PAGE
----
Book Review #3 – A Moveable Feast, by Ernest Hemingway

I read Hemingway for the first time when I was quite young, starting with The Old Man and The Sea. I do not have a lot of memories of that novel, except that I loved it at the time. Since then, the name of the author stayed somewhere in the back of my head until a few months ago when a friend of mine offered me a copy of A Moveable Feast.

If you have read the other reviews I made, you are already aware that I am not very good at them, and that I just like to talk about why I liked something and how it inspired me. (If you have any ideas to make them better, feel free to comment) So, here we go !

I cannot talk about Hemingway without refering first to the Lost Generation. So, for those who wouldn’t know, after WWI, a group of writers, poets, painters and art collectors would gather at Gertrude Stein’s apartement to talk about life, art and literature. Among them, Ernest Hemingway. Of course, the Lost Generation is more than that, but I could write an entire article on the people who were part.

The memoir tells different stories about the author’s life in Paris in the 1920s. His description of Parisian life in the early 20th century is excellent : it is as if Hemingway was describing photographs. But the best thing about the narration is that the book was written in the 1950s, and old Hemingway comments on his younger self actions. This gives us a pretty good insight of the evolution of the writer’s nature.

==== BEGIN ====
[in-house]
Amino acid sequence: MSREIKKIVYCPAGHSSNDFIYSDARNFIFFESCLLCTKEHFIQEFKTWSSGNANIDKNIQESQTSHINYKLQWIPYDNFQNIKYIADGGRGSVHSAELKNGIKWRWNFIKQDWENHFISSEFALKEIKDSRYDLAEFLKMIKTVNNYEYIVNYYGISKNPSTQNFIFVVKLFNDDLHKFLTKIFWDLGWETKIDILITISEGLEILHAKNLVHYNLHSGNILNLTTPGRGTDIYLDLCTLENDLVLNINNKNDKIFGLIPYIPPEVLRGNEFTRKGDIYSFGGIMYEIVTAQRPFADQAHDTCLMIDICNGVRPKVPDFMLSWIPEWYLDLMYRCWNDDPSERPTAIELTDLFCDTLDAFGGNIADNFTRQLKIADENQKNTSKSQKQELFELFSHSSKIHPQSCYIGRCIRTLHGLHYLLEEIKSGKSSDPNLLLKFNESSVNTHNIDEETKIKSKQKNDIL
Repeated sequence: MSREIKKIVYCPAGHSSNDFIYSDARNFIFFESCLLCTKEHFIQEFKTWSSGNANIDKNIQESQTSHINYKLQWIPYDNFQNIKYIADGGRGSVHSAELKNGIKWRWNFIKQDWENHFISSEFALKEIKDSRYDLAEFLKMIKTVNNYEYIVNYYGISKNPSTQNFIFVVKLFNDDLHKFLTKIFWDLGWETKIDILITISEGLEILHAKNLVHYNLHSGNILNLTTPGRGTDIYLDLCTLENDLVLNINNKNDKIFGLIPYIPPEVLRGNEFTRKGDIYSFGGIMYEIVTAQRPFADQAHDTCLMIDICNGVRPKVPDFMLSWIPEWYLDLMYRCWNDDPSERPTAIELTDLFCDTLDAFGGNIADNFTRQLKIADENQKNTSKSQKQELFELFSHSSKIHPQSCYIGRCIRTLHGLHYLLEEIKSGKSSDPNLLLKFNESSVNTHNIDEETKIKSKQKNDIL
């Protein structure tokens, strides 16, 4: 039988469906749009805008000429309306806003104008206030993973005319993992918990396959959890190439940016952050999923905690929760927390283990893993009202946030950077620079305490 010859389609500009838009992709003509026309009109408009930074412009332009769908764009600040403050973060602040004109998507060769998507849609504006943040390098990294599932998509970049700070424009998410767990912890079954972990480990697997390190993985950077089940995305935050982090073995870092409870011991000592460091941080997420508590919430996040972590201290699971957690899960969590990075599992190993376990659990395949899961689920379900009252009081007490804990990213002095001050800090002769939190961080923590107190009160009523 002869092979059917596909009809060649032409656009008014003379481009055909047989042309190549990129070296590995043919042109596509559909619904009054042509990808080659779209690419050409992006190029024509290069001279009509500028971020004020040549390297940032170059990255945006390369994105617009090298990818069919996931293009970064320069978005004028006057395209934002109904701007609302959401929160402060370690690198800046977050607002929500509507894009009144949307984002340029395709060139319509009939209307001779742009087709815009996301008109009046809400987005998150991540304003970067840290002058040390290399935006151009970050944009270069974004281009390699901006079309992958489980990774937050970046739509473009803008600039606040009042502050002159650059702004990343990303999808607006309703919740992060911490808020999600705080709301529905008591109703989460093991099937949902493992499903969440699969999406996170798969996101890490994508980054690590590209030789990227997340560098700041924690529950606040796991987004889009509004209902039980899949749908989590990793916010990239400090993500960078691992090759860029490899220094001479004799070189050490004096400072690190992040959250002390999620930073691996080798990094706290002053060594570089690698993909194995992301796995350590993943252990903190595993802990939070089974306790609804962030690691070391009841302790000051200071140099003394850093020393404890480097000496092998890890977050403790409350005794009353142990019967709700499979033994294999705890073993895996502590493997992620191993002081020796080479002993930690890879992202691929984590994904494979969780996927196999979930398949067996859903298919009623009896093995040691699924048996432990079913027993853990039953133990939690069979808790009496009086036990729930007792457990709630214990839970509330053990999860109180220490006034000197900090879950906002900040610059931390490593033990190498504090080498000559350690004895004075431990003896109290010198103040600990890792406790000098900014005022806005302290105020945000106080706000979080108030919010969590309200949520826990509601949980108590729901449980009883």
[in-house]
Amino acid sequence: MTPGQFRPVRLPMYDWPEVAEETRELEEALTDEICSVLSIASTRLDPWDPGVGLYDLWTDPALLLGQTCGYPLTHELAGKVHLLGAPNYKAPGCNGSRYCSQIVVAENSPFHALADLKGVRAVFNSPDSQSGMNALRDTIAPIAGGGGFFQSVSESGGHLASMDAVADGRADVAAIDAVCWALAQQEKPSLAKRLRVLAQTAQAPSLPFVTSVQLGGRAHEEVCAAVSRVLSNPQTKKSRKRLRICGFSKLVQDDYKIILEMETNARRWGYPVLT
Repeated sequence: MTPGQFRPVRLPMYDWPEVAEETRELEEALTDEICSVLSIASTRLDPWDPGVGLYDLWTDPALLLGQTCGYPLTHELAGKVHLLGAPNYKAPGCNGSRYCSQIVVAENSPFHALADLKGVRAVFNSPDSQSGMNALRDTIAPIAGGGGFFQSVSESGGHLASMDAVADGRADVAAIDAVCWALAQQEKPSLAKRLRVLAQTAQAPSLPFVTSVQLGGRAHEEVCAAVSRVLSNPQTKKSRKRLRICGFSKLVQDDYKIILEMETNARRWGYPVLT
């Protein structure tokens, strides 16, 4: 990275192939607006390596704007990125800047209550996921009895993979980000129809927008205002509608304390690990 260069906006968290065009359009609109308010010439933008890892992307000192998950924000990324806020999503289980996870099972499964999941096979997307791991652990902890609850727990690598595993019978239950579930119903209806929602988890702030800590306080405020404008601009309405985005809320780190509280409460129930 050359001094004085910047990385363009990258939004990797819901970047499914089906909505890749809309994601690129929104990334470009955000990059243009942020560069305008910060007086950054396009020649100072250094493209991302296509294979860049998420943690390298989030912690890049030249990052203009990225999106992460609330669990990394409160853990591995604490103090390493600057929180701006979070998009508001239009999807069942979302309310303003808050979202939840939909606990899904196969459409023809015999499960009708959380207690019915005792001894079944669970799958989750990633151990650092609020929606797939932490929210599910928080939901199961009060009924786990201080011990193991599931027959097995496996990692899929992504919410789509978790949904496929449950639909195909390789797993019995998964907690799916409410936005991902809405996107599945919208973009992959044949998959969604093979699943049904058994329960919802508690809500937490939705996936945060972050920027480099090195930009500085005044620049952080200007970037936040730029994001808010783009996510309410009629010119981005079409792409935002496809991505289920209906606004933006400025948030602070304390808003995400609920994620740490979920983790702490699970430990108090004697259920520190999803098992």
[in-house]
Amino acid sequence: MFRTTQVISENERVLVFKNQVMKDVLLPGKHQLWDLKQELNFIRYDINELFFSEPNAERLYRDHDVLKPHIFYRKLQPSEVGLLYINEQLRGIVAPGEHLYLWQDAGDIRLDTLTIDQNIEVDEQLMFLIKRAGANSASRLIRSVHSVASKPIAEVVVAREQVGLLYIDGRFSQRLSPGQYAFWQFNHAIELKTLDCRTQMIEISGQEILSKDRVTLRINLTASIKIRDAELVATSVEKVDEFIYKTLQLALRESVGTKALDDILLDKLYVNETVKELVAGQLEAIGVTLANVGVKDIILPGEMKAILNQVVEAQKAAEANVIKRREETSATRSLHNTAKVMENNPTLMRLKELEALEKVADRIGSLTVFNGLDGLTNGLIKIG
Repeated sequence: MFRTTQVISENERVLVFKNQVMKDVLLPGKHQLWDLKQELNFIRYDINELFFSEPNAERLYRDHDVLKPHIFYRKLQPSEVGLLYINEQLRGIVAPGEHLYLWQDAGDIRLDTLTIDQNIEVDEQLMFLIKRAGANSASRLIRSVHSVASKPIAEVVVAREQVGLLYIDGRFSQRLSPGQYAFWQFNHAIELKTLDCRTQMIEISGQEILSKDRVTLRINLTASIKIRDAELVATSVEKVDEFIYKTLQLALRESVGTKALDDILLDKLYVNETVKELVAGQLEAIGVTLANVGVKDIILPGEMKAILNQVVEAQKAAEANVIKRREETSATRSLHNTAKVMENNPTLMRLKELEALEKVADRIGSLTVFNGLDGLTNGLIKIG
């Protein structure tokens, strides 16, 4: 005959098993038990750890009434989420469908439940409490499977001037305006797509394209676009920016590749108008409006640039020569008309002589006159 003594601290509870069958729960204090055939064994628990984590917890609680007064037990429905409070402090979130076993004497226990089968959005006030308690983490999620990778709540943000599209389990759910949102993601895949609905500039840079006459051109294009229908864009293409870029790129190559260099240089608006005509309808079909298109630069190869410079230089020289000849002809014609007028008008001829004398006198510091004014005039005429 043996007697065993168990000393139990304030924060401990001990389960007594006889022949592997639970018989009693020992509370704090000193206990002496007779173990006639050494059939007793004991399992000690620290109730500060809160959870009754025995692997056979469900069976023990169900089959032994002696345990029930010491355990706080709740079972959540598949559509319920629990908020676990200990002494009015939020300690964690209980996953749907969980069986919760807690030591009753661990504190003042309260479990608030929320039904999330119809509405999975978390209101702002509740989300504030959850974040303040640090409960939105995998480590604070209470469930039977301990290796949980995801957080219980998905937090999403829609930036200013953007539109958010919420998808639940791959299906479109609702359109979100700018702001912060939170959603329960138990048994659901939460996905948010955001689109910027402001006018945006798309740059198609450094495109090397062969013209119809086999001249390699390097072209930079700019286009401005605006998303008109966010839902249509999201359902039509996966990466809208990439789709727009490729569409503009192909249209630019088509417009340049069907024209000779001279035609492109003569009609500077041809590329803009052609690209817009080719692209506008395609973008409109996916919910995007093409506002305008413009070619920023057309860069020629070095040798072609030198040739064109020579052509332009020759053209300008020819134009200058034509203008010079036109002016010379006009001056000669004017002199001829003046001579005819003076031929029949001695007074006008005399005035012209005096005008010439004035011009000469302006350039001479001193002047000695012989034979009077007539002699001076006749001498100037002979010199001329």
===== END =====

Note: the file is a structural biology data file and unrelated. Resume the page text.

There is one place in Paris which I am obsessed with : the Shakespeare and Company Bookshop. Like Stein’s place, the bookshop was a meeting point for many writers (James Joyce, Ezra Pound, among others) and, even though it has become very touristic, I still glorify it. In A Moveable Feast, I loved reading about Sylvia Beach’s shop and how she was very welcoming (the people who work there now are brilliant too). For someone like me who dreams of becoming a writer, it is the perfect place to get inspiration.

I don’t know if it is important to know someone to appreciate their art, but I feel like it can help. Two authors I love are present in Hemingway’s memoir : Fitzgerald and Joyce. I found it interesting to meet a younger Fitzgerald, as he was writing The Great Gatsby : confident, yet uncertain about his talent at creating a whole novel. A Moveable Feast reminded me that before becoming the greatest American authors of the 21st century, Fitzgerald and Hemingway were sometimes struggling.

Talking about struggling is a good transition to the next theme I liked in the memoir : drinking. If you are, like me, a big fan of wine and beer, this is the perfect book. I could just imagine Hemingway in a Parisian troquet, writing and drinking, and it definitely made me want to do the same. Fortunately, I prefer coffee when I write, which prevents me from being an alcoholic. Anyways, when the title was chosen, moveable was about having Paris in your pocket wherever you were, and feast, I believe, represents everything that happens in Paris : its people, its streets and restaurants. But for me, feast is more about drinking : because that’s the image I have of Hemingway in the capital. Also, I am not sure about this fact as it is just a memory, but I think that in Woody Allen’s Midnight in Paris, Hemingway only appears in a bar. Did Allen give me a wrong image of the writer ?